A surgery… that took four days!

February 02, 2015 05:57 pm | Updated 06:18 pm IST

When Gertrude Levandowski came with an ovarian cyst, too big that it affected her heart, doctors had no option but to take it slow. Photo for representational purpose only.

When Gertrude Levandowski came with an ovarian cyst, too big that it affected her heart, doctors had no option but to take it slow. Photo for representational purpose only.

Time definitely has a relationship with success. Irrespective of the field you are talking about, you have to spend some time with it to achieve success. In less than 18 months, Eugene B. Ely laid the foundation for naval aviation. Over 12 hours travelling about 100 km and Bertha Benz marked the beginning of automobiles. The list is probably endless…

One place where the success rate varies inversely (on most occasions) with the amount of time spent in the process is an operation theatre. The longer the procedure, it only signals more complications, diminishing our hopes of a successful surgery.

So the headline should have caught your attention. Yes, we are going to discuss an operation that took four days in all, making it the longest in medical history. And to revisit that, we would have to make our way to February 1951.

A resident of Burnips, Michigan, Gertrude Levandowski began to gain weight following her husband’s death in the 1940s. An undiagnosed ovarian cyst was the reason behind her weight gain, and she reached a weight of over 270 kg.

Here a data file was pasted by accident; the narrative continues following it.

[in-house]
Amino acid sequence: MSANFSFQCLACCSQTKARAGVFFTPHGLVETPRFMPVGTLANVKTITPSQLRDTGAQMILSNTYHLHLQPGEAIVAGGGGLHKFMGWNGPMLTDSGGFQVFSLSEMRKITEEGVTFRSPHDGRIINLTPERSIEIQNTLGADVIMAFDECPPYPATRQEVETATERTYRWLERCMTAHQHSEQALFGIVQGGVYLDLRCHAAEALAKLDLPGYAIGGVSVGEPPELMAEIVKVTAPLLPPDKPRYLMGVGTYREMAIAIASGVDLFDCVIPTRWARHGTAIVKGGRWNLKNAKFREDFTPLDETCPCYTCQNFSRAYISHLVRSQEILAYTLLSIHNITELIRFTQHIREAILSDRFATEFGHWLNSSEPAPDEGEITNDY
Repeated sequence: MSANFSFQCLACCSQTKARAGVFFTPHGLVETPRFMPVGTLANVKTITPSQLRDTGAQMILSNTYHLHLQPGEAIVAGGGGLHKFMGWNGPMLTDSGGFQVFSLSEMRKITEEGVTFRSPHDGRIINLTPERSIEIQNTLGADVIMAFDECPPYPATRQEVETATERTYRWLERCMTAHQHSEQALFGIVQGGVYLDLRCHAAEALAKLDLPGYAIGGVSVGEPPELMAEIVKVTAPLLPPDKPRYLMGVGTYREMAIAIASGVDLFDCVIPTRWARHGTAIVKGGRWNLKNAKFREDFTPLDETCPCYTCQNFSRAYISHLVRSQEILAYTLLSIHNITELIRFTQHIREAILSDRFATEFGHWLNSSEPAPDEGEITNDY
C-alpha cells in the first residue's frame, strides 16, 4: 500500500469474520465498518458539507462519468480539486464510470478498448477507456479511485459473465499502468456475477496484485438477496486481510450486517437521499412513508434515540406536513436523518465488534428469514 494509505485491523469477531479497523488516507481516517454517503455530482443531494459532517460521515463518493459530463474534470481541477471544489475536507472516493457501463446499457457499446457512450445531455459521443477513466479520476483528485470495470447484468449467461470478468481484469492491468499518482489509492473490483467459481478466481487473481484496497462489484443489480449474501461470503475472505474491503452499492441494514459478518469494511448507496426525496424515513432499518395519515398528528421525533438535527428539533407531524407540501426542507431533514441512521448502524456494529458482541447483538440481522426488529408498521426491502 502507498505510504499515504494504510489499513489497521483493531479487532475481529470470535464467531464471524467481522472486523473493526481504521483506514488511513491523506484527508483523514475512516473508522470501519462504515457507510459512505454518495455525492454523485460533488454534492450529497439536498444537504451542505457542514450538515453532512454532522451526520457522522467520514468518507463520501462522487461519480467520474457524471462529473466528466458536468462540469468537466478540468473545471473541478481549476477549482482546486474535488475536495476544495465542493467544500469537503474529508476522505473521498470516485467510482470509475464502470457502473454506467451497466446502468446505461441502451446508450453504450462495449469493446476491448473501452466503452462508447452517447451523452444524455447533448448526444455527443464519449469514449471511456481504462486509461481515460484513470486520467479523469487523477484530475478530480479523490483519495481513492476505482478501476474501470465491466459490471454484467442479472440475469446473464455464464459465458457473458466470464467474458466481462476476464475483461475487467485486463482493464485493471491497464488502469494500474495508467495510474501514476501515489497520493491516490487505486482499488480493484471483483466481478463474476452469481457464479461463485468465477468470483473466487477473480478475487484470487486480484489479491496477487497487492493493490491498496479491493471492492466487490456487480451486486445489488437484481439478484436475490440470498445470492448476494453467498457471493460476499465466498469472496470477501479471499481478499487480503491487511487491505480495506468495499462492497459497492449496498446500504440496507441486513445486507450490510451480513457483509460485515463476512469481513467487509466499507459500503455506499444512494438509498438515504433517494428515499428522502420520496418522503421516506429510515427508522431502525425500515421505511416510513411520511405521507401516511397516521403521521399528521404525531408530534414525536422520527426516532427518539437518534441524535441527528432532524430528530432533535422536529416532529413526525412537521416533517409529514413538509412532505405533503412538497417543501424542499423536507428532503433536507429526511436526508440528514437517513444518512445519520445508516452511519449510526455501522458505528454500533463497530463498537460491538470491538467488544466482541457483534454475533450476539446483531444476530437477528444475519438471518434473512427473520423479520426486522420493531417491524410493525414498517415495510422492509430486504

What’s an ovarian cyst? An ovarian cyst is any collection of fluid that is surrounded by a very thin wall within the ovary. Occurring in women of all ages, the vast majority of cysts are either functional or harmless (benign). If a cyst is over 5 cm in diameter, however, it might have to be surgically removed.

Last week’s answer
Eugen and Richard were the two sons who accompanied their mother Bertha Benz in her historic drive. Rajshekar Bunage of class 9, Karnatak Public School, Bidar was among the first to get it correct. Congratulations!

It was under these circumstances that Dr. M.S.Roberts suggested a radically different method. Rather than merely removing the cyst, Roberts proposed that they initially drain the fluid and then hack it off once it reduces to a manageable dimension.

120 drops per minute Progress, however, was excruciatingly slow. Extracting fluid at the rate of 120 drops per minute, they removed nearly 90 kg from February 4 to 8. The slow progress was also to ensure that there was no rapid drop in pressure that might create concerns for her already fragile heart.

Once the size of the tumour posed no real threat, it was removed the conventional way, accounting for nearly another 45 kg. The 58-year-old Levandowski recovered quickly once the procedure was done, weighing about 140 kg now, nearly half of where she started before the operation.

After a marathon 4-day procedure, the doctors had successfully got rid of an ovarian cyst that weighed over 135 kg, breaking in the process the record for the longest operation in history.

Write to the author at ganesh.a.s@thehindu.co.in

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